Americans have already made up their minds about the tax bill -- and it looks brutal for the GOP

  • The polling data on the Republican tax bill looks dismal for the GOP.
  • On average, 33% of Americans approve of the bill and 52% disapprove, according to the data-journalism site FiveThirtyEight.
  • GOP leaders have said the bill will gain popularity once it becomes law.

Republicans are on the verge of passing the most significant overhaul of the federal tax code in a generation, but it looks set to become law amid lacklustre reviews from people they say it will benefit.

A vote in the House and Senate on the final bill, called the Tax Cuts and Jobs Act, is expected as early as Tuesday. President Donald Trump and Republican leaders have touted their plan as focused on the middle class – but recent polls have found that many Americans aren’t buying it.

Most people surveyed say they don’t think the plan will benefit their situation or the US more broadly.

A Monmouth University poll released on Monday found that just 26% of Americans say they approve of the plan, while 47% say they disapprove.

A CNN survey released Tuesday found that 33% supported the bill and 55% opposed it.

The legislation is also not playing well in some of the country’s political swing areas. The Monmouth poll found that in counties that Trump or Hillary Clinton, his Democratic challenger, won by less than 10 percentage points in the 2016 presidential election, 30% of people say they approve of the bill and 38% say they disapprove.

The data-journalism site FiveThirtyEight found that the average approval rating for the bill in polls conducted in December was 33%. Meanwhile, 52% said they disapproved of the legislation – good for a net -19 approval rating.

It’s less popular than some tax increases

According to FiveThirtyEight, the dismal approval rating makes this plan the least popular tax bill in at least 30 years – even less so than two in the 1990s that increased some taxes.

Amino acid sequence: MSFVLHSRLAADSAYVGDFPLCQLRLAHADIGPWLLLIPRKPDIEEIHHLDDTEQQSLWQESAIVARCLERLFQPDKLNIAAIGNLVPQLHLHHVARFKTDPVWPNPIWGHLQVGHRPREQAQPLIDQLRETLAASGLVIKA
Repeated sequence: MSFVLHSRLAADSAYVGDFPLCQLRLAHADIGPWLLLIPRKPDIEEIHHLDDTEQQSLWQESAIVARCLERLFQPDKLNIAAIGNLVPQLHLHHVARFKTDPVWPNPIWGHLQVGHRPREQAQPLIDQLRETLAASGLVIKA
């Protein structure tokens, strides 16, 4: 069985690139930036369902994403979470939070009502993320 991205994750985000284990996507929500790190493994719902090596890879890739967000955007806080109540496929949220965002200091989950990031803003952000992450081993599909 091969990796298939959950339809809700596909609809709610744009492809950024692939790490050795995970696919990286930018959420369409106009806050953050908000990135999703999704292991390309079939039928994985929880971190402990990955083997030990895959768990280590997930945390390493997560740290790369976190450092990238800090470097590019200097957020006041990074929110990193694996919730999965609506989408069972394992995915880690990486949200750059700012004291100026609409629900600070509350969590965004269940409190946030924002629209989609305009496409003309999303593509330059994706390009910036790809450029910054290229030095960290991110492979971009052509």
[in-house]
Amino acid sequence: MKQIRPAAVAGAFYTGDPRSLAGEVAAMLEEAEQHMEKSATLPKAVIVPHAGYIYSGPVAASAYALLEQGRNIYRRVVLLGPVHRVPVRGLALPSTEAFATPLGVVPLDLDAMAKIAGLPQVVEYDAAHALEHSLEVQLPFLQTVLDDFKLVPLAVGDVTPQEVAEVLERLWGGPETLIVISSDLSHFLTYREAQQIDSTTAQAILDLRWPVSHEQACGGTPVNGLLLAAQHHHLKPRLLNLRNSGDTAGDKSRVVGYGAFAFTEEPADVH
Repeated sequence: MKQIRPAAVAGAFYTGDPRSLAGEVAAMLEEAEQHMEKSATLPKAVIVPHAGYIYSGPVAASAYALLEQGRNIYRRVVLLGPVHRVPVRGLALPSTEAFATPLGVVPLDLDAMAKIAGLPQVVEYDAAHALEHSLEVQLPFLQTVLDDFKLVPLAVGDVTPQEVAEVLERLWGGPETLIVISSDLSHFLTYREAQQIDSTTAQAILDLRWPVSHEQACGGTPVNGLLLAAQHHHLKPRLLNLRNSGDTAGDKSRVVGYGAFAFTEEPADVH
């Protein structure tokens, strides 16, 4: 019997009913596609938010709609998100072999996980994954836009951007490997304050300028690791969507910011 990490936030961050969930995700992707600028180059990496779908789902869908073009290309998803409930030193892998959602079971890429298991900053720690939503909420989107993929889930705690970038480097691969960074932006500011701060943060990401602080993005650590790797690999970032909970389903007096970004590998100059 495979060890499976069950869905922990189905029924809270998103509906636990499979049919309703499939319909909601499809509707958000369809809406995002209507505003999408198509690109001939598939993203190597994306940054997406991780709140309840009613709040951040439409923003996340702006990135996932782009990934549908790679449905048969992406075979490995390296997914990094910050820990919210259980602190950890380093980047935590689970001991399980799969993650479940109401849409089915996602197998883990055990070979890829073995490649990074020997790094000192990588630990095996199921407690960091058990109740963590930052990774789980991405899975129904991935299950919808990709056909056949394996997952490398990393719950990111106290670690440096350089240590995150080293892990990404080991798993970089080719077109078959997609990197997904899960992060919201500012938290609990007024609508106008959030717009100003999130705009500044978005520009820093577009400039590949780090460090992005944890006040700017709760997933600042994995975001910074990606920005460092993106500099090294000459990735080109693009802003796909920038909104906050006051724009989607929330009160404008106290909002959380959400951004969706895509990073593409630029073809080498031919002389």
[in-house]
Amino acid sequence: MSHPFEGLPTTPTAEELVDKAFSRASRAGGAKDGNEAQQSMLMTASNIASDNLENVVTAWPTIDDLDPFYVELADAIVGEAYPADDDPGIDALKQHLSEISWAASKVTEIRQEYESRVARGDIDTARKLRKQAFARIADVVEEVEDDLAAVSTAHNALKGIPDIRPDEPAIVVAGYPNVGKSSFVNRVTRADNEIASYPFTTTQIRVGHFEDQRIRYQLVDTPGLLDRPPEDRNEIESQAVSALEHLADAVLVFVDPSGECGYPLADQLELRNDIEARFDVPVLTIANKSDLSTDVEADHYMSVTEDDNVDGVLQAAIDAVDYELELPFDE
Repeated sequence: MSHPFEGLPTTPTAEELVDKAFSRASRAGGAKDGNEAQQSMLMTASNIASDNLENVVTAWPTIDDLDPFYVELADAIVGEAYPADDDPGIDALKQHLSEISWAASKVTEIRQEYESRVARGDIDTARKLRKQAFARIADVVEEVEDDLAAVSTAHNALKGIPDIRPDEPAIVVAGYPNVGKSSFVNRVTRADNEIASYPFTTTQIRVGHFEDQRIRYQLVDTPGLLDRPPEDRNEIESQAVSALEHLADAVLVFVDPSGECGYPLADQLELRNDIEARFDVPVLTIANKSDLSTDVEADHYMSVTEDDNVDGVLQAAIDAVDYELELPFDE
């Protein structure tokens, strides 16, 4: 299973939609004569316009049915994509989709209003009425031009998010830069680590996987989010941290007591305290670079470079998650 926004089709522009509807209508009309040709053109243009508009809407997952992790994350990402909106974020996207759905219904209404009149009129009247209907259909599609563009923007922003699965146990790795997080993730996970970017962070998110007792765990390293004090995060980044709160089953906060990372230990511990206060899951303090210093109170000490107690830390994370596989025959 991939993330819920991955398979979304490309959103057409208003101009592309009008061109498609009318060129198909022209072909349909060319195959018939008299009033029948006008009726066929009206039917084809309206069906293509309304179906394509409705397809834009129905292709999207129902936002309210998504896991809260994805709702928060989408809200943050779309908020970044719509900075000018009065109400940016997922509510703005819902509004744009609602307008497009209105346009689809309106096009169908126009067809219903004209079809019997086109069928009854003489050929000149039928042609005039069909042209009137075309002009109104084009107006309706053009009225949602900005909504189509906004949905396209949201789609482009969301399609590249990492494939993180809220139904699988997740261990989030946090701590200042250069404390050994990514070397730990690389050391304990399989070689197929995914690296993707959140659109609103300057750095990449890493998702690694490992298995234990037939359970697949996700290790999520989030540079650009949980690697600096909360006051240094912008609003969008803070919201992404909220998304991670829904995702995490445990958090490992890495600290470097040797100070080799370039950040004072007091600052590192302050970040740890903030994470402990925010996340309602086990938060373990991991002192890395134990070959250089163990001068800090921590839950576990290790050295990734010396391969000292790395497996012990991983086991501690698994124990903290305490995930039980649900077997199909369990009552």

Despite the dismal reviews, Republican leaders have remained upbeat.

“When you have a slingfest, a mudfest on TV, when pundits are slamming each other about this tax bill before it’s even passed, that’s what’s going to happen,” House Speaker Paul Ryan said at a press conference Tuesday.

He added: “But when we get this done, when people see their withholding improving, when they see the jobs occurring, when they see bigger paychecks, a fair tax system, a simpler tax code, that’s what going to produce the results. Results are going to make this popular.”

Republicans have acknowledged that most Americans think the bill will increase their taxes – 50% of people surveyed in the Monmouth poll, for example, said they expected that. But most analyses have found that most Americans’ tax burdens will decrease in the near term.

Whether Americans would notice is another question. FiveThirtyEight pointed out that the number of people who thought tax cuts enacted under Presidents Ronald Reagan and George W. Bush would help the rich more than the middle class increased after those plans passed.

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